Friday, April 12, 2013

Thirteen Moons

Sometimes I come across a book that will draw me in and keep me steadily turning pages without me clearly understanding why. America, America, by Ethan Canin, was that way, and so was this one. Maybe that's part of the magic of literary fiction. Not everyone likes literature, but I'm learning to appreciate it more, and I definitely learn from it. Charles Frazier, for instance, has a delightful way of slipping in wit and humor without warning, and his descriptions are superb. Some variation of his techniques will no doubt make their way into my own writing.

In 2010, I read The Fire in Fiction by Donald Maass and decided to read every single book he mentioned in this work to see what catches his attention and makes the grade in his opinion. Thirteen Moons is on pages 29-30 under the subheading "Greatness" in Chapter One.

Perhaps you realized the implications of the previous paragraph. Yes, after all this time, I'm still in Chapter One. I didn't realize how many books Maass mentioned or how little time I'd have to read for pleasure. I'm still determined however, and God willing, I'll be out of Chapter One by the end of the year.

The novel is a memoir of sorts of the ancient Will Cooper, spanning from an era before there were civilized settlements along the Mississippi River, through the Civil War, and further into a time when telephones were new contraptions and passenger trains criss-crossed America. Abandoned by his people and adopted by the Cherokee, Will becomes a businessman, lawyer, white Indian chief, Washington DC lobbyist for the Cherokee nation, and a state senator. To hear Will tell it, everything kind of happened by accident, although some may have been by design. He tells of his successes with humor and his failures with honesty, but little remorse. He is a capitalist who disdains capitalism, a rich man with no respect for money, and a life-long lover of a woman who isn't free to love him back. His two primary influences include Featherstone, the worst the whites have to offer, and Bear, the best the Indians have to offer. His interactions with the two are part of what makes the book so compelling.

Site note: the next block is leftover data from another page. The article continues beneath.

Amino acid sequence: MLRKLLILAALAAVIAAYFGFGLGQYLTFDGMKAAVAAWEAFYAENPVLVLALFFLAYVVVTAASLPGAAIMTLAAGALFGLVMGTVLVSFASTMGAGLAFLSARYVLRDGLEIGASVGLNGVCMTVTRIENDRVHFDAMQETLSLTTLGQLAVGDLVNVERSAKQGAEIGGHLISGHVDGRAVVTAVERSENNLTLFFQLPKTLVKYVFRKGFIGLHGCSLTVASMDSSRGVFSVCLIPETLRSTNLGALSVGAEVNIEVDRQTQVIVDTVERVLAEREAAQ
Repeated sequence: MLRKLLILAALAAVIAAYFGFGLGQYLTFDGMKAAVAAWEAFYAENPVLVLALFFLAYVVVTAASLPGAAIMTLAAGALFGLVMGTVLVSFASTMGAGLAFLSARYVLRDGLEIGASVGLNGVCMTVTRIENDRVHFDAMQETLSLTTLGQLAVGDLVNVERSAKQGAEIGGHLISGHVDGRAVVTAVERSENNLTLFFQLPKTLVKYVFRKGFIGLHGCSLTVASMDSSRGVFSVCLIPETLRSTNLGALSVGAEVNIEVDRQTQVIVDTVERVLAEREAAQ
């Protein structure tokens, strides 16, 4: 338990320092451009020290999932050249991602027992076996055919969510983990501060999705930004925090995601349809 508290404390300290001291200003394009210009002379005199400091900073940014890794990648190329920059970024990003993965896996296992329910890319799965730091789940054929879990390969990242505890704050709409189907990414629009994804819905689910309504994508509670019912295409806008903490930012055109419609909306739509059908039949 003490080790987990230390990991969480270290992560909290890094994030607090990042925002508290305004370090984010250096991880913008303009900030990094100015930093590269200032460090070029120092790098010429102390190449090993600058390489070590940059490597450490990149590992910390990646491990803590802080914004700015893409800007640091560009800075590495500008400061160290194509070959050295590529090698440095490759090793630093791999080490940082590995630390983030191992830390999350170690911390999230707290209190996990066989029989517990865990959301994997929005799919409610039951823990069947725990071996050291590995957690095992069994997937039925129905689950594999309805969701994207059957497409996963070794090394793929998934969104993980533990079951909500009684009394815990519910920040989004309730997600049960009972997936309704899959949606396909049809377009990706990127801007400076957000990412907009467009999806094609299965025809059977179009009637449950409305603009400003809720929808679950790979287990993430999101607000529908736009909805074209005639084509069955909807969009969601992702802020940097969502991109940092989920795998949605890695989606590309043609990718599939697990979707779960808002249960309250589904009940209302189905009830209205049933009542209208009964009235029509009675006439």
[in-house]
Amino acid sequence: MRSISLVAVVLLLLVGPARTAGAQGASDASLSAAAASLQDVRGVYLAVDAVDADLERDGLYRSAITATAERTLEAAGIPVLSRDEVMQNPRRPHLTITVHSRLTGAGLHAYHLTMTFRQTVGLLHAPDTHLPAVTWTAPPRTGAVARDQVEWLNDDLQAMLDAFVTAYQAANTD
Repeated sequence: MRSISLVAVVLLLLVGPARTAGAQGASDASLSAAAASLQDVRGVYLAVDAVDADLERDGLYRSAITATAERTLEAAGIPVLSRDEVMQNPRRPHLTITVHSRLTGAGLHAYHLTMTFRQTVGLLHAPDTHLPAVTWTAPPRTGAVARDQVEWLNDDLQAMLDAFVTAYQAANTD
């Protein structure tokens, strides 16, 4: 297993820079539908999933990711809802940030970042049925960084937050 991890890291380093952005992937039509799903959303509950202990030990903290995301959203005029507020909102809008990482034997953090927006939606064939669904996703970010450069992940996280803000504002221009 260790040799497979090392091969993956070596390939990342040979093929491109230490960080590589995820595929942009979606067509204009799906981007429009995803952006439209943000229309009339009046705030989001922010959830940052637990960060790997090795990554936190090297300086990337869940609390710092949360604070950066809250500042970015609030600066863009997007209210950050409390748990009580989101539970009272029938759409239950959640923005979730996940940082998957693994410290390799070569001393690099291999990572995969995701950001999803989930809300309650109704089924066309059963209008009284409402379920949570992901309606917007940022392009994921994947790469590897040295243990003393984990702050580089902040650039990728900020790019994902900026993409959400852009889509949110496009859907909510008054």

Occasional rough language and mild sex in the novel will prevent some who visit this site from reading it; the fact that it's literary will prevent others. But if you're game for a different type of Indian story, you should check this out.






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2 comments:

  1. I read both Cold Mountain (much,much better than the movie, BTW), and this one, and often refer to it when I get the punctuation and grammar tantrum questions. Mr. Frazier is a college teacher, yet chooses to be creative with language and rules governing it. To me, after the shock and the horror (oh my), his usage choices lend a twist to his work. There are a few authors who simply can't be tranlated into big screen because the language creates a mind picture that simply defies taming - Ray Bradbury is one, and to me, Charles Frazier is another.

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  2. I can see that to be true with Frazier, and as far as I'm concerned, they shouldn't even try to make movies out of Cormac McCarthy's work. It just doesn't translate well.

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